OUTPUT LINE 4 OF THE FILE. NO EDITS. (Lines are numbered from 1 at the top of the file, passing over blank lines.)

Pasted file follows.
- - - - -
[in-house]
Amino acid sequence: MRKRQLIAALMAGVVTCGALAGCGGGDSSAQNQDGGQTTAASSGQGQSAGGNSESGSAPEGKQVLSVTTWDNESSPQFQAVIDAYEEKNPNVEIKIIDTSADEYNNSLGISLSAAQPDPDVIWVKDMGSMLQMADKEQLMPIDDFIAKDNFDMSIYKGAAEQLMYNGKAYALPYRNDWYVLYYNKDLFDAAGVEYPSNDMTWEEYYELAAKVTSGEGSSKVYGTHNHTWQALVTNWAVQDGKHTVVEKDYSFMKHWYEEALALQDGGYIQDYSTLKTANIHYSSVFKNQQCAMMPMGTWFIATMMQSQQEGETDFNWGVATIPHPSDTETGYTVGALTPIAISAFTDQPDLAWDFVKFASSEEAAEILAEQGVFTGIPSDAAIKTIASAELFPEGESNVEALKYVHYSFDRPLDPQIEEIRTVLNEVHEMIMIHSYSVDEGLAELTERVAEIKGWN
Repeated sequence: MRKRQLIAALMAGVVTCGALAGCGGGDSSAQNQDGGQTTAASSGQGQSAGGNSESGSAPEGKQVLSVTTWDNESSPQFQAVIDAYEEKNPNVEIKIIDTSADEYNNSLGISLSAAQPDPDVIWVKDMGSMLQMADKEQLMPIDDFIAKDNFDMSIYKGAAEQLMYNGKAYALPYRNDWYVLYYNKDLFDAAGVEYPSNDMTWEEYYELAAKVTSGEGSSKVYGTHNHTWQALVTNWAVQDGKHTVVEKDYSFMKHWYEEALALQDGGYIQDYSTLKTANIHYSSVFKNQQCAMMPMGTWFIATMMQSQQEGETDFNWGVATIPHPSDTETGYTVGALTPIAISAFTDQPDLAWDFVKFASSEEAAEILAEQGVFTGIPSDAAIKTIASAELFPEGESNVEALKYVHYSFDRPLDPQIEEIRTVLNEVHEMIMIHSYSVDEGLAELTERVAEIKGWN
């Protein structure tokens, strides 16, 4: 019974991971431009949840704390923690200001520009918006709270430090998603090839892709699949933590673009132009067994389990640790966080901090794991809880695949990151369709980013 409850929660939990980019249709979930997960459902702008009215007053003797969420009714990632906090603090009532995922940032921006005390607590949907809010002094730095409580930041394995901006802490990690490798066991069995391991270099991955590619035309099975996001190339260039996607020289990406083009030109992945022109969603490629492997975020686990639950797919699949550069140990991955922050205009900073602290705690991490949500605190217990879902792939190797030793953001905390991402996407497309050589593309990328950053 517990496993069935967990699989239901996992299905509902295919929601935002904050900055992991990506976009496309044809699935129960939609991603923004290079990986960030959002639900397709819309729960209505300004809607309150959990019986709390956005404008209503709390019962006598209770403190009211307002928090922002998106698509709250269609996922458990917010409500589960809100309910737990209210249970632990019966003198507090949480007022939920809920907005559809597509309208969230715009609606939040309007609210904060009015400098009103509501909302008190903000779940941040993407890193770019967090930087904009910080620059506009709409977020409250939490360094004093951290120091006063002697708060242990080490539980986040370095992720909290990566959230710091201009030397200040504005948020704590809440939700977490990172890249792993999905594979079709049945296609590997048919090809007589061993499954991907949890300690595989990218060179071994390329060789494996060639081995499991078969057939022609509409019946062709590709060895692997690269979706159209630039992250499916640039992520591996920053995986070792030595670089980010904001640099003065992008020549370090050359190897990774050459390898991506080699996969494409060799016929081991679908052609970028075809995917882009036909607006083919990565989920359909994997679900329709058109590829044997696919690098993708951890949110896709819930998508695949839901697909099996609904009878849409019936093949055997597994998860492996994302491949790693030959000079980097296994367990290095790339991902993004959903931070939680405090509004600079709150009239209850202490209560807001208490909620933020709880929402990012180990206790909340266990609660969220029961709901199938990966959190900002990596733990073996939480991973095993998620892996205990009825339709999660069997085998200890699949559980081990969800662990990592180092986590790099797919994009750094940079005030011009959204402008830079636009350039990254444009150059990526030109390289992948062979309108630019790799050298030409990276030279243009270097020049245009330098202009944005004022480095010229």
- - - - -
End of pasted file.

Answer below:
């Protein structure tokens, strides 16, 4: 019974991971431009949840704390923690200001520009918006709270430090998603090839892709699949933590673009132009067994389990640790966080901090794991809880695949990151369709980013 409850929660939990980019249709979930997960459902702008009215007053003797969420009714990632906090603090009532995922940032921006005390607590949907809010002094730095409580930041394995901006802490990690490798066991069995391991270099991955590619035309099975996001190339260039996607020289990406083009030109992945022109969603490629492997975020686990639950797919699949550069140990991955922050205009900073602290705690991490949500605190217990879902792939190797030793953001905390991402996407497309050589593309990328950053 517990496993069935967990699989239901996992299905509902295919929601935002904050900055992991990506976009496309044809699935129960939609991603923004290079990986960030959002639900397709819309729960209505300004809607309150959990019986709390956005404008209503709390019962006598209770403190009211307002928090922002998106698509709250269609996922458990917010409500589960809100309910737990209210249970632990019966003198507090949480007022939920809920907005559809597509309208969230715009609606939040309007609210904060009015400098009103509501909302008190903000779940941040993407890193770019967090930087904009910080620059506009709409977020409250939490360094004093951290120091006063002697708060242990080490539980986040370095992720909290990566959230710091201009030397200040504005948020704590809440939700977490990172890249792993999905594979079709049945296609590997048919090809007589061993499954991907949890300690595989990218060179071994390329060789494996060639081995499991078969057939022609509409019946062709590709060895692997690269979706159209630039992250499916640039992520591996920053995986070792030595670089980010904001640099003065992008020549370090050359190897990774050459390898991506080699996969494409060799016929081991679908052609970028075809995917882009036909607006083919990565989920359909994997679900329709058109590829044997696919690098993708951890949110896709819930998508695949839901697909099996609904009878849409019936093949055997597994998860492996994302491949790693030959000079980097296994367990290095790339991902993004959903931070939680405090509004600079709150009239209850202490209560807001208490909620933020709880929402990012180990206790909340266990609660969220029961709901199938990966959190900002990596733990073996939480991973095993998620892996205990009825339709999660069997085998200890699949559980081990969800662990990592180092986590790099797919994009750094940079005030011009959204402008830079636009350039990254444009150059990526030109390289992948062979309108630019790799050298030409990276030279243009270097020049245009330098202009944005004022480095010229």